When people remember 2007 in the MMORPG genre, it will be remembered as much for what didn't happen as what did and for a game launched years before. Of the four major scheduled 2007 MMO launches, two slipped into 2008. EA Mythic's Warhammer Online and Funcom's Age of Conan were delayed, while Turbine's Lord of the Rings Online - which was supposed to launch in 2006 - made its mark and NCsoft's Tabula Rasa struggled in the tail end of the year.
And so, yet again, the year-in-review looks bleak. It's been three full years since World of Warcraft redefined the subscription MMO genre, and they were still the biggest story of 2007. Blizzard launched an expansion pack, continued to pile on the subscribers and brought their game into the mainstream of popular culture.
Yet, while World of Warcraft has been celebrated as a major step forward for the genre, the game - for all its done right and all the success it has had - has become an albatross around the neck of the genre.
Since it launched, only two traditional subscription-based MMORPGs launched and found any degree of success: City of Villains and Lord of the Rings Online. The former, a glorified expansion pack to City of Heroes, reinvigorated the game and sold well. The later came into view with a massive intellectual property behind it and while the game undoubtedly found financial success, it likely didn't make nearly the dent Turbine hoped, as evidenced by the company's decision to replace CEO Jeff Anderson. Every other truly successful, "mainstream" subscription-based MMO launched before World of Warcraft and of them, only one - EVE Online - appears to have made significant strides forward since.
WoW casts a huge shadow and no one has been able to get out from under it. The evidence is in the numbers. Before WoW, EverQuest lorded over the genre with an estimated peak in the range of 500,000 subscribers. Star Wars Galaxies was at its most successful still considered a relative disappointment with over 300,000 subscribers. Games like Dark Age of Camelot once hovered well over the 200,000 mark. Then came WoW, now at 9.5 million and counting.
Other developers spouted off about how they wished Blizzard all the success in the world. It was reasoned that as Blizzard blazed new trails, other games would follow and pick up the table scraps. Everyone truly believed World of Warcraft would make the subscription-based MMO pie bigger for everyone. Three years later, the evidence says that is not true.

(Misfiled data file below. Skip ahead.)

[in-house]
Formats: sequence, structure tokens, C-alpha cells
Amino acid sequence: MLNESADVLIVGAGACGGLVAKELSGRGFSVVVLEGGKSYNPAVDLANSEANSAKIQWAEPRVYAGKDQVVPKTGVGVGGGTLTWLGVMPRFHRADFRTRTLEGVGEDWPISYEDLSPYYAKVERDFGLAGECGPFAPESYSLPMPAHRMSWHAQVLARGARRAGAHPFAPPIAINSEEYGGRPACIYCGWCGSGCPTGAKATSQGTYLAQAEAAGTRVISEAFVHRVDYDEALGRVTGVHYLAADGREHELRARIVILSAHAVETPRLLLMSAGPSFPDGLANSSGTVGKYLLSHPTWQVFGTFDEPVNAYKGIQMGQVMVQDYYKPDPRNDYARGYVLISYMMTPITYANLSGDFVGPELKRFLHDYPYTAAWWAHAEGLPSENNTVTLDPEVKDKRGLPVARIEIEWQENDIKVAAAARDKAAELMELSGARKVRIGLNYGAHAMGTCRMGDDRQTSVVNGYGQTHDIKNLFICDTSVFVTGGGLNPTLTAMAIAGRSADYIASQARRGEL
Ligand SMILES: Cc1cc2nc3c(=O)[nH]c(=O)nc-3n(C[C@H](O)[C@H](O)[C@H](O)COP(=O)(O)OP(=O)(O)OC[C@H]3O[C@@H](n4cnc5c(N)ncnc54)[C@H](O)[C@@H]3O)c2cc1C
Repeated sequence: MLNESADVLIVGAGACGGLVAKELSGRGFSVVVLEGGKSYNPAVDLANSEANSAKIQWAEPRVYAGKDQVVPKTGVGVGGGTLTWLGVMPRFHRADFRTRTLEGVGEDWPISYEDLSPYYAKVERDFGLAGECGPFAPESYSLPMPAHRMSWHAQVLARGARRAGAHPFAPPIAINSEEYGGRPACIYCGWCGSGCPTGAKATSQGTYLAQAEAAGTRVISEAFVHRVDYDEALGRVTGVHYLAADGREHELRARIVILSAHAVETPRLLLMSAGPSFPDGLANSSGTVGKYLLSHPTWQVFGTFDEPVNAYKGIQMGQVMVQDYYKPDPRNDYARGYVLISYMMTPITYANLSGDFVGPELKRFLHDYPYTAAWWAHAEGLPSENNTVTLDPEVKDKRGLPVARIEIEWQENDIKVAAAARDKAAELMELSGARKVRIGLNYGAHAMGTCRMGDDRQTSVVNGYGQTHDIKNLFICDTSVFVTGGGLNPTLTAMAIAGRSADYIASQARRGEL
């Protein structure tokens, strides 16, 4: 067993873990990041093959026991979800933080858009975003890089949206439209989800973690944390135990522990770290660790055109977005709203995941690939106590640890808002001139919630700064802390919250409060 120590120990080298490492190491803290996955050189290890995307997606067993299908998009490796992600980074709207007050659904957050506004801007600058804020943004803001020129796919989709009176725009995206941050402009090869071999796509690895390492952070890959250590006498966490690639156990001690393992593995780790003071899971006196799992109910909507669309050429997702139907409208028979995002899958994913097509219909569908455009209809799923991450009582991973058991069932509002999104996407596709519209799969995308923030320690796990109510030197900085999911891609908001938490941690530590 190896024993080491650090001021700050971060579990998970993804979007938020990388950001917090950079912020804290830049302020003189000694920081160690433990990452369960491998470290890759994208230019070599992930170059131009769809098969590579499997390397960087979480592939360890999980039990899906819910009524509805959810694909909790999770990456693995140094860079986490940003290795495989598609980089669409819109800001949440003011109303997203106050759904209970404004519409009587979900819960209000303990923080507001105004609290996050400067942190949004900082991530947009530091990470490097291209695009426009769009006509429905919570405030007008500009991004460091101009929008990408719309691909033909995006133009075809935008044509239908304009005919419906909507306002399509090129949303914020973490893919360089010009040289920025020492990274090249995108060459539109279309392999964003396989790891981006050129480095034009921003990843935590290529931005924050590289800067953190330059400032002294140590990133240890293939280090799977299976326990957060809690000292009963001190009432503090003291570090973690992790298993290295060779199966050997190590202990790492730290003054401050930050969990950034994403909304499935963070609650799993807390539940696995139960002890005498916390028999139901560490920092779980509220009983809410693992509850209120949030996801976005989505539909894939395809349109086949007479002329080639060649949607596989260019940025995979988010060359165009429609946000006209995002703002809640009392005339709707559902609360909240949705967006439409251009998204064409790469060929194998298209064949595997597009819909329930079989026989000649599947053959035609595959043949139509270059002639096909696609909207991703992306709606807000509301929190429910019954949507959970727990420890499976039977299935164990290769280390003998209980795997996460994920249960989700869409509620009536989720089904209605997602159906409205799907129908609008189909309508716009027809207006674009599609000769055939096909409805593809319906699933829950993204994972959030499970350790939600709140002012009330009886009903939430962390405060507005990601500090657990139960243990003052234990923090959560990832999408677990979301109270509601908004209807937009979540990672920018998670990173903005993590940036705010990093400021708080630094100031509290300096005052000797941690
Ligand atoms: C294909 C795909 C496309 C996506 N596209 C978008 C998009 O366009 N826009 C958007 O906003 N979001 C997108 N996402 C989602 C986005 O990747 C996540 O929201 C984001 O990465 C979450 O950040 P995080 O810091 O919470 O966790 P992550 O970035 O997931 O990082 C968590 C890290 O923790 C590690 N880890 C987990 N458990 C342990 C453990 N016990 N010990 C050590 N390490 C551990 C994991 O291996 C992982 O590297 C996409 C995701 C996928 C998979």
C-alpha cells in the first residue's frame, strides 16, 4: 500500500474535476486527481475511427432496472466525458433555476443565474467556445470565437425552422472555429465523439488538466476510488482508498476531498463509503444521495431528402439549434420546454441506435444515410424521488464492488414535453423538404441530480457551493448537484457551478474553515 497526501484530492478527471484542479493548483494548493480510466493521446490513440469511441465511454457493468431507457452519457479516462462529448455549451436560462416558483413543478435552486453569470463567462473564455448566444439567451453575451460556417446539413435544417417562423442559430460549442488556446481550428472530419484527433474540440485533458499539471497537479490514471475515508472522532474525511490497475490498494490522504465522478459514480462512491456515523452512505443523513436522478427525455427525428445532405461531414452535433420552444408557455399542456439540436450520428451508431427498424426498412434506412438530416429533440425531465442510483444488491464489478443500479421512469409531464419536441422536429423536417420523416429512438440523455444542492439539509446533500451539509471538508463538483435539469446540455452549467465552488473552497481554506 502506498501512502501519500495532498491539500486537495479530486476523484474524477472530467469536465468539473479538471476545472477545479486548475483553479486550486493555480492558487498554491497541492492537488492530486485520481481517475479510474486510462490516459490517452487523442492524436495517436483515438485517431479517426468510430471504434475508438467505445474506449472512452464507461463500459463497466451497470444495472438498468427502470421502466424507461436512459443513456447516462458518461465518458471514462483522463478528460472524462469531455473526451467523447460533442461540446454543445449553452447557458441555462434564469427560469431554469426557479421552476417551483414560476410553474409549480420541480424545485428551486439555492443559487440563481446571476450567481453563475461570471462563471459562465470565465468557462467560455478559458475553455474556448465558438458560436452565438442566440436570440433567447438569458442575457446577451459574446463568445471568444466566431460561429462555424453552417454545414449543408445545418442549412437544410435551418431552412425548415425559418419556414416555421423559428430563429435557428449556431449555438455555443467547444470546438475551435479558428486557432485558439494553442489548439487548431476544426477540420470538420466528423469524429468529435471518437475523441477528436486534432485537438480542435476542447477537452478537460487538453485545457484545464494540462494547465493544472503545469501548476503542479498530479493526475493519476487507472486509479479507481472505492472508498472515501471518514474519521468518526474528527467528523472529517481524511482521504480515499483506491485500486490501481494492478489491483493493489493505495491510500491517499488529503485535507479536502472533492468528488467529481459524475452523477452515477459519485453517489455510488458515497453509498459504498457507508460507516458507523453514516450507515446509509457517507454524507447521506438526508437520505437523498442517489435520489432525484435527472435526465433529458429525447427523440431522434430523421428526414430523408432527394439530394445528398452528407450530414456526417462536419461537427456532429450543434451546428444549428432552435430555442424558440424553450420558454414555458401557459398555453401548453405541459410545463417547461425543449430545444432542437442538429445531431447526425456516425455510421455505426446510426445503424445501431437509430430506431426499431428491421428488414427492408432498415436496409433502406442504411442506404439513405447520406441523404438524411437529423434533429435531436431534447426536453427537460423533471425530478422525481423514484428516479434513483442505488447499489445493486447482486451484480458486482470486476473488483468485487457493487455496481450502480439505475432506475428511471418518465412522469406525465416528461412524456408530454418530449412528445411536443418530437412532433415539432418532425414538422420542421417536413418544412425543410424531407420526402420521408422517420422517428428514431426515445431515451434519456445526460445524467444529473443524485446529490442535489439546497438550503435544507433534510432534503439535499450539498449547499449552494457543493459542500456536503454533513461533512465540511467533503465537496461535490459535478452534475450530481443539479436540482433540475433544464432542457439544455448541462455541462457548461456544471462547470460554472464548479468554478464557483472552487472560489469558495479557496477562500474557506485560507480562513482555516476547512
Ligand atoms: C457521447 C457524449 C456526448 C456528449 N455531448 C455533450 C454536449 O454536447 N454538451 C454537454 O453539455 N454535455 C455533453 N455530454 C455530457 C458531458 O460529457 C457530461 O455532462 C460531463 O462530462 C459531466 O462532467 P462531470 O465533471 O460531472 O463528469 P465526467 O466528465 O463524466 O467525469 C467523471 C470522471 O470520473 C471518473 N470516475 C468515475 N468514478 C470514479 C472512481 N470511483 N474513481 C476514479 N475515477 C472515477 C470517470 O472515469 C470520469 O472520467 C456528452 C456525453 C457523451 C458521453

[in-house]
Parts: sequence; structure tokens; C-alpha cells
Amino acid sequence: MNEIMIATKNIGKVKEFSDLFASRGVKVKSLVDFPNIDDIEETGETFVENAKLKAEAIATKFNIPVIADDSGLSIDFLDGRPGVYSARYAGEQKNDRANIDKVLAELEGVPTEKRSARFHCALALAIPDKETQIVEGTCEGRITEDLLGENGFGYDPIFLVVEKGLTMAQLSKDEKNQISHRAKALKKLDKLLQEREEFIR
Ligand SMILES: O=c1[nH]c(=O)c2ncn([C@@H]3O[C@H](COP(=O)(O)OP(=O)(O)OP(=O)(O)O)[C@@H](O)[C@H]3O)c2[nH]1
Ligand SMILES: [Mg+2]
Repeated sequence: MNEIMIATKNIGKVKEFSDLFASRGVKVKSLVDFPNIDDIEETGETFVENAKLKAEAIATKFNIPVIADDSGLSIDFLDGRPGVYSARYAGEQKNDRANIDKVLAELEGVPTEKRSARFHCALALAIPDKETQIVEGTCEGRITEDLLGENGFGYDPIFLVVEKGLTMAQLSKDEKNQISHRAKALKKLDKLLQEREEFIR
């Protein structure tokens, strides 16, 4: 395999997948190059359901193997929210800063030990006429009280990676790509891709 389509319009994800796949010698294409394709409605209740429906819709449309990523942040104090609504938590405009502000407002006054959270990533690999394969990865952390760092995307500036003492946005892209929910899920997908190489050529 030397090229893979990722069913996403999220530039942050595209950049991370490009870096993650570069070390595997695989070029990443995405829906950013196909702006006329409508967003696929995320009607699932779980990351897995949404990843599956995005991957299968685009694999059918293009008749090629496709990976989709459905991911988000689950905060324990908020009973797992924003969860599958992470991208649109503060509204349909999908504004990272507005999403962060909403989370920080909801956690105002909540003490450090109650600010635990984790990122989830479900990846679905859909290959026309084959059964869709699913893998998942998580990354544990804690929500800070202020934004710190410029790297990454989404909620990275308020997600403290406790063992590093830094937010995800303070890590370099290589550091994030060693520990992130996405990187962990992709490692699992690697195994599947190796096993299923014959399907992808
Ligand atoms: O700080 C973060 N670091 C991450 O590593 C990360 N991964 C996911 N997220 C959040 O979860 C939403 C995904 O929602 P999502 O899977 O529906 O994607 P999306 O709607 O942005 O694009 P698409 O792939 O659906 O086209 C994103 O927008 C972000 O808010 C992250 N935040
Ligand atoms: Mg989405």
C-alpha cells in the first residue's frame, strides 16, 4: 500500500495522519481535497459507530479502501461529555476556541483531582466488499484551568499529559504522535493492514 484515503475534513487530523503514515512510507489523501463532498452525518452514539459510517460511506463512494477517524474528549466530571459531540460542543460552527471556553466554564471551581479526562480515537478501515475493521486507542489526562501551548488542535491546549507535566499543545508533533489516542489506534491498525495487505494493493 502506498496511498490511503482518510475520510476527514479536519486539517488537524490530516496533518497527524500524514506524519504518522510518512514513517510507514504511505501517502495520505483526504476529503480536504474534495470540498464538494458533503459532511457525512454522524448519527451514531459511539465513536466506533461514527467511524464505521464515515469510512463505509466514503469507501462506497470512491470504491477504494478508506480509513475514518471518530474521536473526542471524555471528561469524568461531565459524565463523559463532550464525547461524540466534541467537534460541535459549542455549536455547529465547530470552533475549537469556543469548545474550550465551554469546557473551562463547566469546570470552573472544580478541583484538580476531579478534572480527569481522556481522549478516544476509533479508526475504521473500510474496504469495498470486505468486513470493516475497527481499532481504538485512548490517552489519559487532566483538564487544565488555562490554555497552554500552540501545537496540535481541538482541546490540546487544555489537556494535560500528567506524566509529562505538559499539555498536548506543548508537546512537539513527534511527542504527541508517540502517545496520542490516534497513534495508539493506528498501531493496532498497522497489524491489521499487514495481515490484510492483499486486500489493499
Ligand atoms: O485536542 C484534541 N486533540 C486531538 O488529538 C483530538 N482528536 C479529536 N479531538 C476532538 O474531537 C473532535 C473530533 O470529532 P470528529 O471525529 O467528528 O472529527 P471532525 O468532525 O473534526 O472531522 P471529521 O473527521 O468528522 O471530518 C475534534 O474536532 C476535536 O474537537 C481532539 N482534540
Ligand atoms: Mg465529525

There is no doubt many of the old guard have suffered. The combination of time and Blizzard make the decline inevitable. For example, Dark Age of Camelot's numbers have fallen off considerably, as evidenced by their publicly available active user numbers. It is also obvious that a game like Star Wars Galaxies has suffered significantly from its missteps and is no where near its historic high. In fact, I would be shocked to see any pre-WoW AAA MMO with a Western subscriber level above 225,000.
While the decline of older games may be inevitable, the real concern is that no one has come forward to replace them. EverQuest II launched simultaneously with WoW and likely sits in the upper tier of "other" subscriber MMOs, but it never reached the same heights as the original EverQuest. City of Villains, as mentioned, likely prolonged the life of City of Heroes, but according to NCsoft financials, only had 139,313 subscribers as of September of this year. Lord of the Rings Online has only 13 servers [Editor's Note: That number is for North American only, as Codemasters administrates additional servers in Europe] (by comparison, CoH/V has 15), which translates into a minimum of 150,000 subscribers and a generous maximum of 400,000. Even at the high end, that doesn't match EverQuest in its prime. And Tabula Rasa? It has only four active North American and European servers, no doubt a huge disappointment for NCsoft.
The really scary thing for MMO investors and developers is the basic fact that Lord of the Rings Online was actually a very good game. It did everything everyone said they needed to do in a post-WoW era. It's polished, it's fun, it launched smoothly and it has a monster mainstream IP behind it. Yet, despite these things, and the supposedly expanded marketplace, LotRO has failed to capture even as many eyeballs as the original EverQuest did.
All the evidence suggests that World of Warcraft is not the harbinger of an expanded marketplace, but an aberration, a lightning strike at the right moment. Among Western audiences - as it was among Eastern audiences years ago - the subscription based MMORPG is at best on life support and more than likely on its way out the door.
The one-two punch of WoW and Guild Wars in 2004 has delivered a significant blow to the prospects of any company that has the audacity to charge their subscribers a monthly fee. Guild Wars showed that a high quality experience can be free and WoW redefined what people expect for that $14.95 a month.